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The AAPG/Datapages Combined Publications Database

AAPG Bulletin


Volume: 68 (1984)

Issue: 4. (April)

First Page: 490

Last Page: 491

Title: A Sedimentologic Model for a Microtidal Previous HitFloodNext Hit-Tidal Delta--San Luis Pass, Texas: ABSTRACT

Author(s): Alan M. Israel, Frank G. Ethridge, Ernest L. Estes


San Luis Pass is a microtidal inlet located at the southwest end of Galveston Island, Texas. Continuous cores taken with a portable vibracoring rig, and surface grab samples provide data for developing a 3-dimensional sedimentologic model of the Previous HitfloodNext Hit-tidal delta complex located landward of the tidal inlet. This model is based on the type, and vertical and lateral distribution of lithologic units, sedimentary structures, textures, and trace fossils.

A complete bayward vertical sequence in the Previous HitfloodNext Hit-tidal delta complex consists (from base to top) of highly bioturbated bay clays and associated oyster reefs, highly bioturbated clayey sands/sandy clays of the delta margin, variably burrowed sand to shelly sand of the delta, and rooted or burrowed muds of the marsh or mud flat. Washover shell-hash deposits may occur at random intervals throughout this sequence. A more seaward sequence in the vicinity of San Luis Pass consists of a basal tidal inlet deposit of graded layers of sand and shell overlain by burrowed to shelly sand of the barrier spit.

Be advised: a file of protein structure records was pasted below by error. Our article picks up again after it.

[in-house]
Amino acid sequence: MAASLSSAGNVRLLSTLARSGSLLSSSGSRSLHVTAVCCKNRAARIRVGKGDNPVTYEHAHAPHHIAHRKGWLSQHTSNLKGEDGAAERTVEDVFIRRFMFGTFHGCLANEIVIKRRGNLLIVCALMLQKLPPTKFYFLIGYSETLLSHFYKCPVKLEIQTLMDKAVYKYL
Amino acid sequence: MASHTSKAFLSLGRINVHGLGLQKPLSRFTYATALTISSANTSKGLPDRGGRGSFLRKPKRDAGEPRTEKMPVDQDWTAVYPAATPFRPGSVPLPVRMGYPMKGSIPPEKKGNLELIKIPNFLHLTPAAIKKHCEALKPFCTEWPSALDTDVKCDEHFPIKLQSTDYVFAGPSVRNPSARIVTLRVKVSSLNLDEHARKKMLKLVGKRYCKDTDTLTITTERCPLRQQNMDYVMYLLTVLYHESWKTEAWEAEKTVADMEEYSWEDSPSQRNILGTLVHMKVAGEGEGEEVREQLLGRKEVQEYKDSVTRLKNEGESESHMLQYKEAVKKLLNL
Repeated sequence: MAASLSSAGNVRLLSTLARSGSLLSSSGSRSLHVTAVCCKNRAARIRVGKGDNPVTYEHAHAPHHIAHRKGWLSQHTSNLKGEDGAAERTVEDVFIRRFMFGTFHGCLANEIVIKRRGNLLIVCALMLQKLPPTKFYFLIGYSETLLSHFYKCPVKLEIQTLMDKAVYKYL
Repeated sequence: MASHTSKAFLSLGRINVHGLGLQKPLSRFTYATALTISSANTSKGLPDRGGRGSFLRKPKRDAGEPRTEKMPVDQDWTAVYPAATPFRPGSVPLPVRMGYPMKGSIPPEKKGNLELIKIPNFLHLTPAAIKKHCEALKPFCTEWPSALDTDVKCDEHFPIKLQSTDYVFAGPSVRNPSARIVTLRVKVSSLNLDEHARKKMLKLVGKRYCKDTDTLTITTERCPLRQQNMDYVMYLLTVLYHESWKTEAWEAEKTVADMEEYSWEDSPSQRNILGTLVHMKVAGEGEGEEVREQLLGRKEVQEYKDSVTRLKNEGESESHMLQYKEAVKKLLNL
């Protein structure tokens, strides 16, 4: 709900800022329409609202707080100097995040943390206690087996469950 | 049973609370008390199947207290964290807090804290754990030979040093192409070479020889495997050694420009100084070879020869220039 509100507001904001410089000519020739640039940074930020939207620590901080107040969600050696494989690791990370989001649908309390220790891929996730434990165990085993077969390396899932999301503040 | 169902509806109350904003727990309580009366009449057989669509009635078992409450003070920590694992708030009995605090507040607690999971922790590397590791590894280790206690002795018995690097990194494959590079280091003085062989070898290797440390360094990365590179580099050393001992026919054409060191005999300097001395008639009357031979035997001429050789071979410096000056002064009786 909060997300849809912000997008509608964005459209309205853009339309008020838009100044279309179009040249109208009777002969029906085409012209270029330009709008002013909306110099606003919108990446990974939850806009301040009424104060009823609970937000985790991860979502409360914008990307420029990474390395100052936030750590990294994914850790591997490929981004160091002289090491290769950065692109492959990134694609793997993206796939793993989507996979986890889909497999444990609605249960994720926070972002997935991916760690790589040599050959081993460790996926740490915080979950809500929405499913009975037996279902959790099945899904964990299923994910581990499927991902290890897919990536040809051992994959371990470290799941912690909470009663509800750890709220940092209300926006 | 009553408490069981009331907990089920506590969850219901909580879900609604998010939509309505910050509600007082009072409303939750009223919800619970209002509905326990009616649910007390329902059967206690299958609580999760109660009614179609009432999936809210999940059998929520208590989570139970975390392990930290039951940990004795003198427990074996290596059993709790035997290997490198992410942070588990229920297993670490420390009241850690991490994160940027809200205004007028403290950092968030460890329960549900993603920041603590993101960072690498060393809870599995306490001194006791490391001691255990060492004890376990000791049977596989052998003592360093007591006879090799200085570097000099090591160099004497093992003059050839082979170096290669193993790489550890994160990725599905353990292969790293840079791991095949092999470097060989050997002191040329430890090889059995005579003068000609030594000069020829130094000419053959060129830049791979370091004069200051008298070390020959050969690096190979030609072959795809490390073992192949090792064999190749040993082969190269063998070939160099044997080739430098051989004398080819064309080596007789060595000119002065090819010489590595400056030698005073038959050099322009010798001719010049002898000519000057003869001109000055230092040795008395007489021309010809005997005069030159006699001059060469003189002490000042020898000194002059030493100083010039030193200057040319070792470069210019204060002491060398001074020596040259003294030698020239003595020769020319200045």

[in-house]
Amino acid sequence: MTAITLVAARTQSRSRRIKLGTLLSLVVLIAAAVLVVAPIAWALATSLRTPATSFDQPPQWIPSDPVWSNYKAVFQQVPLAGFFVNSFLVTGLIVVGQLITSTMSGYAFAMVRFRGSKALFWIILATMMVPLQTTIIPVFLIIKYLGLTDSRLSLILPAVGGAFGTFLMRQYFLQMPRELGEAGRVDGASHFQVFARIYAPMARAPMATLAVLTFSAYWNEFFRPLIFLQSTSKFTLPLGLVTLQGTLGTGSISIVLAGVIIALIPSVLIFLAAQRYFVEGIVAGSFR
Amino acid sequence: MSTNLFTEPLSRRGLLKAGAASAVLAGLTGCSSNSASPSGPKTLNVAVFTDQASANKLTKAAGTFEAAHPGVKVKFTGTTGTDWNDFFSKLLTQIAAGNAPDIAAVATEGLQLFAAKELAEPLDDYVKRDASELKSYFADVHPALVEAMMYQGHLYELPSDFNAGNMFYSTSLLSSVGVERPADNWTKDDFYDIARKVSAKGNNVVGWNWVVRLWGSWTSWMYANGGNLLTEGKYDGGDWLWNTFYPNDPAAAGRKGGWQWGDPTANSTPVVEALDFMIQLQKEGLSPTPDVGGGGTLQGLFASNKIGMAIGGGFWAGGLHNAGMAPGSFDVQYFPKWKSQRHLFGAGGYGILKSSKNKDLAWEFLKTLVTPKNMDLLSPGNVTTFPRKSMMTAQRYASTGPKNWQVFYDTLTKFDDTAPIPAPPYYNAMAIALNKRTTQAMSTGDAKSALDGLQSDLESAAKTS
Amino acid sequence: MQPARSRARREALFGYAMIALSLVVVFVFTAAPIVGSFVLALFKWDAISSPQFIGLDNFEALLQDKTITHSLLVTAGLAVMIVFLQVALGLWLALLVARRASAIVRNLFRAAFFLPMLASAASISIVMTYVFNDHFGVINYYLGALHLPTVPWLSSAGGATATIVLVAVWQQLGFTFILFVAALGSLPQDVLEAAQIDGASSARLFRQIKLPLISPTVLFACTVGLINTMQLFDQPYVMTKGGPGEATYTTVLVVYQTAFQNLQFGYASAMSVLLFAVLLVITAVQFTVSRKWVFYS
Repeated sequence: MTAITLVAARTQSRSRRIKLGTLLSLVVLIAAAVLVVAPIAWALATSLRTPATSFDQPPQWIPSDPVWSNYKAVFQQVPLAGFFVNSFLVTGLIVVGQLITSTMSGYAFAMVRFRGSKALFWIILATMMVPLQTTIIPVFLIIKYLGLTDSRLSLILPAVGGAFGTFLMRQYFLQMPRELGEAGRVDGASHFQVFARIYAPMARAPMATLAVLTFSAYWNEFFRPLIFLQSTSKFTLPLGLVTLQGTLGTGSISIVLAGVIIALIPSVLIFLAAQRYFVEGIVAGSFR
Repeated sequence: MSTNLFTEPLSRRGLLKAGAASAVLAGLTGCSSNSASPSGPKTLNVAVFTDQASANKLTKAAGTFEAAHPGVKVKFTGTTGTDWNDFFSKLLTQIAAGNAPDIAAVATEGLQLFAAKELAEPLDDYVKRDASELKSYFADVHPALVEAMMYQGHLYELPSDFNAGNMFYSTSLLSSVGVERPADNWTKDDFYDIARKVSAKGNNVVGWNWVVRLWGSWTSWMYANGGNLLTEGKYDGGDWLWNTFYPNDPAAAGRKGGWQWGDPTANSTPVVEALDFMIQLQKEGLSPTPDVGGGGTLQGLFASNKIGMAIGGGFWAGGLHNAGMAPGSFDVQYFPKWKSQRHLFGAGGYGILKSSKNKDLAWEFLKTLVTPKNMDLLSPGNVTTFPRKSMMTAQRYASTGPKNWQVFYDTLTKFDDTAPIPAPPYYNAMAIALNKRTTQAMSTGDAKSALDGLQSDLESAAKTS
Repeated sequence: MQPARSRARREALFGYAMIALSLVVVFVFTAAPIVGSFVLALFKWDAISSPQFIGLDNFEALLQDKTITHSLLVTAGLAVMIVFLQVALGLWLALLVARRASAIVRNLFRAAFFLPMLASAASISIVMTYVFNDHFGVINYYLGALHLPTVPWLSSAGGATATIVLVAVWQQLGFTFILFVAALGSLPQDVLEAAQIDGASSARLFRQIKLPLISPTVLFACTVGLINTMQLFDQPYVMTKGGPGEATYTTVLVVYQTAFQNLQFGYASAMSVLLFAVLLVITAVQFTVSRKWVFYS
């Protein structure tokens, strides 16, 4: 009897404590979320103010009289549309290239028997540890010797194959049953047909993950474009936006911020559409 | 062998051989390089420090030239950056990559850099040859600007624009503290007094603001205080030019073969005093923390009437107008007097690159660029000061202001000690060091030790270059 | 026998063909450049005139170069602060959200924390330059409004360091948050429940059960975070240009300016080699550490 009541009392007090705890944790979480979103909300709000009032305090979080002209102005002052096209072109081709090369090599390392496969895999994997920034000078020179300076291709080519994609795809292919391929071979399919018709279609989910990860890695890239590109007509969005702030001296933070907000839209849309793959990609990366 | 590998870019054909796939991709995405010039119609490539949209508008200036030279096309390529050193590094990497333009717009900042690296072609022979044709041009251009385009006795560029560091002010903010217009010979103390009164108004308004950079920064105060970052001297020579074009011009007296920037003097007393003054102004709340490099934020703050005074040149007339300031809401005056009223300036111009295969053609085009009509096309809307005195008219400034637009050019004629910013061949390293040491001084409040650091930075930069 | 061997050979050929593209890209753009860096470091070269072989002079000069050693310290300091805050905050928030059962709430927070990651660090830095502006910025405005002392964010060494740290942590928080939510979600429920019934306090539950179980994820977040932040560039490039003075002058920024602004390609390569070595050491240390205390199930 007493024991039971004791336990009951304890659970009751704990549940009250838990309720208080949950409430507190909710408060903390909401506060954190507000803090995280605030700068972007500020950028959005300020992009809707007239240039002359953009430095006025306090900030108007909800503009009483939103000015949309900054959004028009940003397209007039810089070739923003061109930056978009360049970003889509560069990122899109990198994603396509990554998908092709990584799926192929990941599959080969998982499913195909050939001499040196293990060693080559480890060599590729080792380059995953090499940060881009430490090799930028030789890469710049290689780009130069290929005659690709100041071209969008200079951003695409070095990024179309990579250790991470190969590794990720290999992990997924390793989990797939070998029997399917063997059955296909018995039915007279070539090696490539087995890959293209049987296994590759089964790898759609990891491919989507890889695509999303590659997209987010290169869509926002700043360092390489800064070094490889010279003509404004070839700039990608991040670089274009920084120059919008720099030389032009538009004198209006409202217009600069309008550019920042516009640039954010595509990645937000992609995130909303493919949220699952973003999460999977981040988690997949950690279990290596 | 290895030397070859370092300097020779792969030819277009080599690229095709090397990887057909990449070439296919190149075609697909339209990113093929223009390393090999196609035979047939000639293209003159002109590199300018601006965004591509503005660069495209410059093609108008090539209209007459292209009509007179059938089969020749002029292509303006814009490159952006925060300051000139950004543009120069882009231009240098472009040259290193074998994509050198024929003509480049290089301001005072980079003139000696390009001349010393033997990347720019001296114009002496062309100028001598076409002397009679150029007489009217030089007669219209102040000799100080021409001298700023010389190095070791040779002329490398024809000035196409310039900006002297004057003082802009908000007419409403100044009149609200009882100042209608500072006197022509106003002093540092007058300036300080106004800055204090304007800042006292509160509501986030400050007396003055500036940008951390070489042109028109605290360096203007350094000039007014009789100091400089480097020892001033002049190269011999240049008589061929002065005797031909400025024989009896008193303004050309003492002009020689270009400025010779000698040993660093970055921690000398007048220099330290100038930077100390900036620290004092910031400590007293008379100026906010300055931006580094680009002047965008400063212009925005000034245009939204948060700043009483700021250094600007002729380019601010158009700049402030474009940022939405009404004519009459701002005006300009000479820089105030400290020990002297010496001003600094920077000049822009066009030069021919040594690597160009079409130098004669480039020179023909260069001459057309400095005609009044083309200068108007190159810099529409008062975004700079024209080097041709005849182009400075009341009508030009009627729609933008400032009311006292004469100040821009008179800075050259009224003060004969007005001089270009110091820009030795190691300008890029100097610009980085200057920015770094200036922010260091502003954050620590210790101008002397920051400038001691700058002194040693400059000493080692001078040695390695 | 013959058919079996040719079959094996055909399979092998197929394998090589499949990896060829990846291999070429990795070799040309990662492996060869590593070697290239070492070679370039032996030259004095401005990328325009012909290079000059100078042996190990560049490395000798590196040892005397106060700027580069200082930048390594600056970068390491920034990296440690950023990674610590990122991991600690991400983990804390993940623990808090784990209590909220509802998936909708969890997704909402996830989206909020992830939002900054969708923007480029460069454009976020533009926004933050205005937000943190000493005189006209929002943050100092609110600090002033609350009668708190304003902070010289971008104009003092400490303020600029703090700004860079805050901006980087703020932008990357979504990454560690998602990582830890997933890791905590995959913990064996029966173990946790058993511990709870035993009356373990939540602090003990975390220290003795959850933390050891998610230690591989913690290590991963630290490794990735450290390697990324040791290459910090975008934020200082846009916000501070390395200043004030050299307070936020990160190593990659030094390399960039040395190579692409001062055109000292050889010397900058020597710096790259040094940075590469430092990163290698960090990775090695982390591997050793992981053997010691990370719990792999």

This model for microtidal Previous HitfloodNext Hit-tidal deltas differs significantly from models presented for mesotidal Previous HitfloodNext Hit-tidal delta systems in the general lack of large-scale, high-angle sedimentary structures; the presence of intense bioturbation; the presence of washover deposits; and the general upward-coarsening nature of the vertical sequence. Mesotidal Previous HitfloodNext Hit-tidal deltas with clean, coarse to medium-grained sands may make good petroleum

End_Page 490------------------------------

reservoirs. Microtidal Previous HitfloodTop-tidal deltas with highly bioturbated clayey sands to sandy clays would undoubtedly prove to be poor petroleum reservoirs.

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